The False Claims Act imposes liability on persons and companies who defraud the government of monies, whether it is by receiving monies based on false statements or material omissions, or avoiding the payment of monies through false statements or omissions. The statute permits both private parties (whistleblowers) and the government to bring actions against the perpetrators of such fraud in order for the government to collect damages, a portion of which will be paid to the whistleblower, if one is involved. Over the past few months we have seen continuing and increasing efforts under the FCA to recover uncollected duties and penalties from importers who undervalue their imported merchandise, or otherwise violate the customs laws such that duties are underpaid [See: Clothing Companies Spin a Yarn with Commercial Invoices, Resulting in $13.4 Million in Fines for Customs Violations from July 21, 2016].
The two cases discussed below are noteworthy in that they appear to continue pushing the envelope with regards to FCA cases. In the first case discussed, United States of America ex rel. Xing Wei v. Yinshun Garment, Inc., et al., it is important to note that the government determined to intervene in the case and pursue the lawsuit, as well as the whistleblower. In this case, employees of the US importer, as well as a downstream purchaser, together with the importer, face the risk of being held liable for customs fraud under the FCA. In the second case, United States ex rel. Customs Fraud Investigations, LLC v. Mueller Industries, et al., the government declined to intervene. Nonetheless, the whistleblower is considering proceeding forward with the lawsuit, seeking to recover damages for both the antidumping duties it alleges should have been paid on the pipe imports, and for marking duties alleged to be due as a result of the origin markings either not being on the pipe as imported, or being removed from the pipes prior to sale in the US.
These developments serve as a reminder that the FCA is being increasingly used by the government and by whistle-blowers for violations of all types involving customs laws and requirements. Moreover, they serve as a warning to employees of importers, especially those tasked with, or otherwise involved in, handling the import transaction, as well as downstream purchasers, to be diligent about all representations made to US Customs and Border Protection on entry documents, including entry forms and invoices.
A “first of its kind” case involving a whistleblower FCA lawsuit filed in New York last week illustrates this trend. In this case, the US government is alleging a double invoicing conspiracy scheme involving the US importer, its managing director, and a wholesale customer designed to defraud the United States out of millions of dollars in customs duties on women’s garments. The government’s complaint alleges that between 2009 and 2014, Chinese Manufacturer Wuxi Yifeng, its US subsidiary Yingshun Garments, who acted as the importer, and Yingshun’s managing director, along with its successor entities, and the US wholesaler Notations, Inc. conspired to underpay customs duties through a double invoicing scheme, thereby avoiding paying millions of dollars in customs duties.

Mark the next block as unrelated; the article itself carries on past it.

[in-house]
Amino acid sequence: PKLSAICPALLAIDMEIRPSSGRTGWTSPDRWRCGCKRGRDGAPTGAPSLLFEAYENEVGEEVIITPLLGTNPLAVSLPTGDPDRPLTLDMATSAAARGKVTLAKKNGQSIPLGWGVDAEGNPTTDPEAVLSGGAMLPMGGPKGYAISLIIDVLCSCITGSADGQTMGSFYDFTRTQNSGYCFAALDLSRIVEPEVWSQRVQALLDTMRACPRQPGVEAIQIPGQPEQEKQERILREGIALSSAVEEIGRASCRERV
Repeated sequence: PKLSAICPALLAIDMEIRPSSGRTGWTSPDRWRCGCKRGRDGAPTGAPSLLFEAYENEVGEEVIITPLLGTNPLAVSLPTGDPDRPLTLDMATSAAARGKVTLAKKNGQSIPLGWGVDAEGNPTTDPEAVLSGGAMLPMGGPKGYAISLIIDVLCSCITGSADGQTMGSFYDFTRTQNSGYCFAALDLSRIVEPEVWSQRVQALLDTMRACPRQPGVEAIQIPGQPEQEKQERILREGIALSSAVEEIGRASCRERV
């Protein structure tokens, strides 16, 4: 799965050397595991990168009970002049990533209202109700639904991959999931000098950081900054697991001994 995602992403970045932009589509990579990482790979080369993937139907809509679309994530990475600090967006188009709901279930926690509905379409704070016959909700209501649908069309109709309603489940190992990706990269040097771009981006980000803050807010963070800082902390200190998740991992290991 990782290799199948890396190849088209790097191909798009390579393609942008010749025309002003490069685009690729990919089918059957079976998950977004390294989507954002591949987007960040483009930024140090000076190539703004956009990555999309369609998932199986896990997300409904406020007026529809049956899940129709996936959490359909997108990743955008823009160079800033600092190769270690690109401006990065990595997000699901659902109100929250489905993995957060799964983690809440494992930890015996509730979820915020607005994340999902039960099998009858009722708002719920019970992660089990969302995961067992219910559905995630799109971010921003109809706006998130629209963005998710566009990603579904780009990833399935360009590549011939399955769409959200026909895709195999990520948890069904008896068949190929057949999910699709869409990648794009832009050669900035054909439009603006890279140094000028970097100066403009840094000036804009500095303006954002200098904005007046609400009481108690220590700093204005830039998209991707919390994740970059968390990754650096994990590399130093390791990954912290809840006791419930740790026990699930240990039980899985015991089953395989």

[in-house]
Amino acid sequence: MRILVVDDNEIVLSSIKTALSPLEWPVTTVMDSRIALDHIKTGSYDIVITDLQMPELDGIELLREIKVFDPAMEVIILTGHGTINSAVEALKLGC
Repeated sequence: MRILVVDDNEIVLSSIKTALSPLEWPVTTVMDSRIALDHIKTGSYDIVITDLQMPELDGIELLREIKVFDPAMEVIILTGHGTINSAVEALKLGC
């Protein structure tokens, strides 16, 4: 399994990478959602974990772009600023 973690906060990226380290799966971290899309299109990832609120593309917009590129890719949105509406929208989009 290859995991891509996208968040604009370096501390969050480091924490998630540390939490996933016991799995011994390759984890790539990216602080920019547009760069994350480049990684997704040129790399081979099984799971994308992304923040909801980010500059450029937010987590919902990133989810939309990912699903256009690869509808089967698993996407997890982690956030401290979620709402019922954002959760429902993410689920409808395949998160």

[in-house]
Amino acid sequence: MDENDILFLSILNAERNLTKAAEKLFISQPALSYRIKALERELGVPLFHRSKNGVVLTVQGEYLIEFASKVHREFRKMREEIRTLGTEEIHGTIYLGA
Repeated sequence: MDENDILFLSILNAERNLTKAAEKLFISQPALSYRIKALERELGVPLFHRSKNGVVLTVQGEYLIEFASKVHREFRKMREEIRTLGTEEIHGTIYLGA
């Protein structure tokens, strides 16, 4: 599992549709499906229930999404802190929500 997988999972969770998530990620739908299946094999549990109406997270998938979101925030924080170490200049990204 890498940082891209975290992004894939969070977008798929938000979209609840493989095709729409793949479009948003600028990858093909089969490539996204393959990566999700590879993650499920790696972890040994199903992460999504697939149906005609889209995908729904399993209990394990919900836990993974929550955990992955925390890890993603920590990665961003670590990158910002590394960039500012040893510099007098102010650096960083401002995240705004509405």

Pursuant to the scheme, the US importer furnished one set of commercial invoices to CBP that under-reported the value of the garments by 75% or more, thereby avoiding paying a significant portion of the customs duties owed to CBP, while providing its customer with another set of invoices that reflected a much higher value for the garments. The complaint further alleges that the managing director played a direct role in the conspiracy by regularly transmitting those irregular invoices and purchase orders which she knew to be false, and by changing the name under which the importer operated to avoid further government scrutiny while continuing the fraudulent double-invoicing scheme.
In addition, the government alleges that the US wholesale customer of Yingshun had an agreed-upon manner of conducting business in furtherance of the double-invoice scheme by accepting irregular invoices, by taking no steps whatsoever to learn about the business dealings of its LDP/DDP vendors, including whether those entities had any knowledge of the US customs law, had previously been found to be violating those laws, or had otherwise engaged in illegal or unscrupulous business practices, and when confronted with evidence of customs undervaluation, took no steps to cause the importer to fix the invoice, stop the fraud, or alert CBP to the fraud.
FCA Lawsuit Alleging Antidumping Duty Evasion and Marking Violations Also Unsealed
In addition to valuation fraud allegations, whistleblowers are filing FCA complaints alleging importers are fraudulently evading antidumping and countervailing duties and country of origin markings. Last week, an FCA lawsuit filed in July of 2014 was unsealed revealing allegations against Mueller Industries and its subsidiaries (Mueller) of evading antidumping duties by intentionally misclassifying household plumbing pipes (circular welded pipe) as American Petroleum Institute Specification 5L line pipes for pipelines from Mexico. Furthermore, Mueller is accused of “knowingly and intentionally” importing pipe from multiple countries in violation of country of origin marking regulations. The government alleges that in many instances the required origin marking was not on the imported pipe and/or the pipe sold to the customer in the US as required by Customs law, and that Mueller made false statements at the time of entry to CBP by not declaring the 10% marking duty obligation.